Most baseball players go in and out of favor with fans as a season advances. With 162 games on the schedule, it's inevitable that you'll adore certain players at times and want nothing more than to see those same players sent to the minors just a few weeks later. Slumps and hot streaks in baseball, more so than in other sports, are part of the fabric of the game.
My 2011 Cubs Love/Hate list
But as the 2011 regular season gets underway, there are a few specific Cubs players I expect really good things from, players that I therefore expect to have a positive fan/player relationship with. On the other hand, there are a few players I'm already nervous about, and I worry about our long-term prospects as the season wears on.
Three Cubs I expect to get along with juuuuust fine
Quade sure seems to have faith in him: he's batted ahead of Soriano in the lineup and even ahead of Pena against Pirates southpaw Paul Maholm. I expect 20+ home runs and a patient eye at the plate from Soto in 2011. What would probably do the most damage to my relationship with him is an injury--if he forces Koyie Hill on us for an extended period of time, I will have to seriously re-think my feelings for him.
SO excited for Castro. He gets the benefit of the doubt in his sophomore campaign given that he's still just 21. Certainly us Cubs fans have been suckered into expecting too much from prospects in the past, but screw it. If Castro remains a Cub and sticks around in the majors for a while, he won't even hit his prime until about 2016, and yet we're already seeing him produce at the major league level here in 2011. According to FanGraphs, Castro was the most successful NL player in 2010 against both the changeup and the split-fingered fastball (the stat is referred to as Pitch Type Linear Weights). Pretty impressive for a rookie.
It's not that I expect him to be the Cubs' best starter, but I do expect to be satisfied by his production this season. His biggest problem last year were the few times he got absolutely shelled early in the game--you might recall he had a start against the Cardinals at Wrigley in which he failed to record an out, raising his ERA at the time from 3.99 to 4.79. I anticipate a solid season from the 28-year-old.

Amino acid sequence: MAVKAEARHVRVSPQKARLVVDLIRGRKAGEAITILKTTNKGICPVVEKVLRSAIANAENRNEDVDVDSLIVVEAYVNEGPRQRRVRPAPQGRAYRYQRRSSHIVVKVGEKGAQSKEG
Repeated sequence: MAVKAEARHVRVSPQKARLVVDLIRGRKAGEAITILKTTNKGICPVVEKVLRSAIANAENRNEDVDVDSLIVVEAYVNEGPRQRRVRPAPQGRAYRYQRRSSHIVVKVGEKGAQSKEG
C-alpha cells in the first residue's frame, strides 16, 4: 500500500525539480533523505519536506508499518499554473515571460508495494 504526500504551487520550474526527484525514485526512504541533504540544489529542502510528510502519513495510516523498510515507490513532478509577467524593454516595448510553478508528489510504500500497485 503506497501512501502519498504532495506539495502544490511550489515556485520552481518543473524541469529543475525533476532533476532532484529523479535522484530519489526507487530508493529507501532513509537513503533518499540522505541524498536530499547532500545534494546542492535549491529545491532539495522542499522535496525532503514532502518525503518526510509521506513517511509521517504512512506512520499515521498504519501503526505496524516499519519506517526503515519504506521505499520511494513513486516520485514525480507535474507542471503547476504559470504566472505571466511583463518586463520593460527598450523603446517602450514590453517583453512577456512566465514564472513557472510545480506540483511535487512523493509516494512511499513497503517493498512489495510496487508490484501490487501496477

Continue reading to see which players concern me the most in 2011 ...
Three players who make me nervous and/or I fear I will hate them by the All-Star break
After the Cubs lured him away from the NFL draft with a huge contract, Samardzija was called up in 2008 and was a productive piece of the bullpen on a 97-win team: a 2.28 ERA in 27.2 IP. "Cool," we thought. "He'll get even better with time now that football is behind him, and maybe he'll even develop into a good starter."
Not so much. A 7.53 ERA in 2009, an 8.38 ERA in 2010. He broke camp with the team last year and yet he managed to pitch in just big league seven games the entire season. I fear I'll be rooting for a similar fate in 2011.
I've been down on him for years now. It's not that I think he's terrible--he's clearly not--but around 2009 I finally concluded that he's never going to be the ace that some--including me, at one point--thought he would be. He's too inconsistent, too wild, too mercurial. His first start was pretty much exactly what I would have expected: three walks, a high pitch count and a cramp that forced him from the game. You're on thin ice, Carlos.
No shocker here. In '07 and '08, Soriano embodied the typical love/hate relationship common to baseball. He would go through two-week slumps during which he wouldn't have been able to make contact even if the pitcher had been tossing the moon toward the plate, but then he would carry the team for weeks at a time. Over the last two seasons, the good news is that Soriano hasn't been streaky; the bad news is that's because he's pretty much always been bad. About the only positive thing I expect to be able to say about Soriano this year is: At least we're finally in the second half of his eight-year stay in Chicago.